Craig Coben is a former senior investment banker at Bank of America, where he served most recently as co-head of global capital markets for the Asia-Pacific region.
Last year may have been an annus horribilis for the IPO market, but it was an annus calamitosas for special purpose acquisition companies, or Spacs.
Spacs are blank-cheque vehicles designed as a backdoor way for a private company to list on the stock exchange without going through the expense and uncertainty of an initial public offering. But things have gone pear-shaped.
For one thing, investors have suffered bone-crushing losses, as companies merging with Spacs (inelegantly known as a “de-Spac transaction”) have vastly underperformed the stock market. The AXS De-Spac ETF fell almost 75 per cent in 2022. Several companies have missed their forecasts, restated their financials and even gone bankrupt. SPACs have in some cases incubated a unicorn-to-penny stock lifecycle — with companies having to launch reverse splits to avoid delisting.
Meanwhile, some Spac sponsors — who typically contribute 3-7 per cent of the listing proceeds upfront to cover underwriting and operating costs — have lost their entire investment because they haven’t been able to conclude a deal. Spacs typically have to be liquidated if they can’t complete a merger within 18-24 months, and when presented with a business combination, most Spac shareholders are now redeeming their shares to get their money back with interest. The average loss for Spac founders from liquidation has been around $9mn.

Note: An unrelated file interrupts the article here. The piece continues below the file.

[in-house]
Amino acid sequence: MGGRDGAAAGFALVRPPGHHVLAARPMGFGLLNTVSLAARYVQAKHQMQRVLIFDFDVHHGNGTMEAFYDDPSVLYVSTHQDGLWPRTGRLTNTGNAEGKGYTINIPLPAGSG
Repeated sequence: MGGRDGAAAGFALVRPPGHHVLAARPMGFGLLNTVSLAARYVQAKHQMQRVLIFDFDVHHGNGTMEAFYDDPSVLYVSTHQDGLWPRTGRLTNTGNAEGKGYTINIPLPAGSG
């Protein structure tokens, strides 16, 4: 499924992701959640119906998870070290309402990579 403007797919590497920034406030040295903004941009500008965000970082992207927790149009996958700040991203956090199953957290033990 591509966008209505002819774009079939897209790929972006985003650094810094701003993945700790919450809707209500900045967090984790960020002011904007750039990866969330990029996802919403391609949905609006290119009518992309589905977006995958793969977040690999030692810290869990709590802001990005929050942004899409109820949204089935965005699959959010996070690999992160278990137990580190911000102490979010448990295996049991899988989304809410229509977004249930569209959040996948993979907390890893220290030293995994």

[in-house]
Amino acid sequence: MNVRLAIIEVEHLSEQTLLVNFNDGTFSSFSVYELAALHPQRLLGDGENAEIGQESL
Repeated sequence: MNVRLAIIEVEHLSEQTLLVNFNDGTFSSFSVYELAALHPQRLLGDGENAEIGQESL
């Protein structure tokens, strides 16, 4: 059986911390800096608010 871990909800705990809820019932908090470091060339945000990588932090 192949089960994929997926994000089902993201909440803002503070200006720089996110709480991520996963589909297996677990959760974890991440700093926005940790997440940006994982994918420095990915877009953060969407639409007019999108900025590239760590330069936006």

To make matters worse, sponsors incurred $750mn in losses last month alone, as they rushed to wind up Spacs before year-end, believing that a new 1 per cent federal excise tax on stock buybacks would apply to liquidations of US-domiciled Spacs starting in 2023. A whopping 85 Spacs were liquidated in December 12, only for the Department of Treasury to say at the very end of the month that the levy wouldn’t apply to liquidations after all. These sponsors acted in (understandable) haste and will now repent at leisure.
And finally, as often happens when people lose a lot of money, lawsuits and investigations are in the offing. Aggrieved investors claim that Spac founders had a conflict of interest in pushing through a merger, and as a result skimped on due diligence, inflated forecasts and failed to disclose important business risks. Naturally, the SEC is revving its enforcement engines.
The cycle of loss, regret and recrimination arises in part due to the same factors that have buffeted financial markets more generally, such as central bank tightening, higher inflation and economic slowdowns. Companies that de-Spac’d are often in high-growth segments, and these have suffered disproportionately in the market downdraft.
However, many of the problems also stem from the way in which the Spac structure embeds a potential misalignment of interests between Spac sponsors and their shareholders. This in turn created a vulnerability that the gloomy market environment is mercilessly exposing.
Sponsors make their money from what is called the “promote” in the form of shares and warrants usually representing 20 per cent of the Spac. But they receive that promote only if they lock down a merger. Otherwise, after (typically) 24 months the Spac is liquidated, investor money is returned with interest, and the sponsors are out of pocket. The sponsors face the choice: either push through a merger (even a suboptimal one) or lose millions of dollars of paid-in capital.